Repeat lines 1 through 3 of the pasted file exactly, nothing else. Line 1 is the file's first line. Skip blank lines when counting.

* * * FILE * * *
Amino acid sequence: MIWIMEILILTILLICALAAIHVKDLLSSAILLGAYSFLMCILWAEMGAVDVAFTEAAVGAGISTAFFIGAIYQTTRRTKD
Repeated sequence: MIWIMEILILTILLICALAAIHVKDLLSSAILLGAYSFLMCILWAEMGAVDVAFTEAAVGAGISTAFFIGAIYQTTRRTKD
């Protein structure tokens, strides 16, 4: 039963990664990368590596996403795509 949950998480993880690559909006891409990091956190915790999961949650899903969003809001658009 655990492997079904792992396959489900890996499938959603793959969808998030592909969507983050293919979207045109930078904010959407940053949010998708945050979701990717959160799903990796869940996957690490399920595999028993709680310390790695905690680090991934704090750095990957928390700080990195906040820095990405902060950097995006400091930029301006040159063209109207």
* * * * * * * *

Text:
Amino acid sequence: MIWIMEILILTILLICALAAIHVKDLLSSAILLGAYSFLMCILWAEMGAVDVAFTEAAVGAGISTAFFIGAIYQTTRRTKD
Repeated sequence: MIWIMEILILTILLICALAAIHVKDLLSSAILLGAYSFLMCILWAEMGAVDVAFTEAAVGAGISTAFFIGAIYQTTRRTKD
């Protein structure tokens, strides 16, 4: 039963990664990368590596996403795509 949950998480993880690559909006891409990091956190915790999961949650899903969003809001658009 655990492997079904792992396959489900890996499938959603793959969808998030592909969507983050293919979207045109930078904010959407940053949010998708945050979701990717959160799903990796869940996957690490399920595999028993709680310390790695905690680090991934704090750095990957928390700080990195906040820095990405902060950097995006400091930029301006040159063209109207």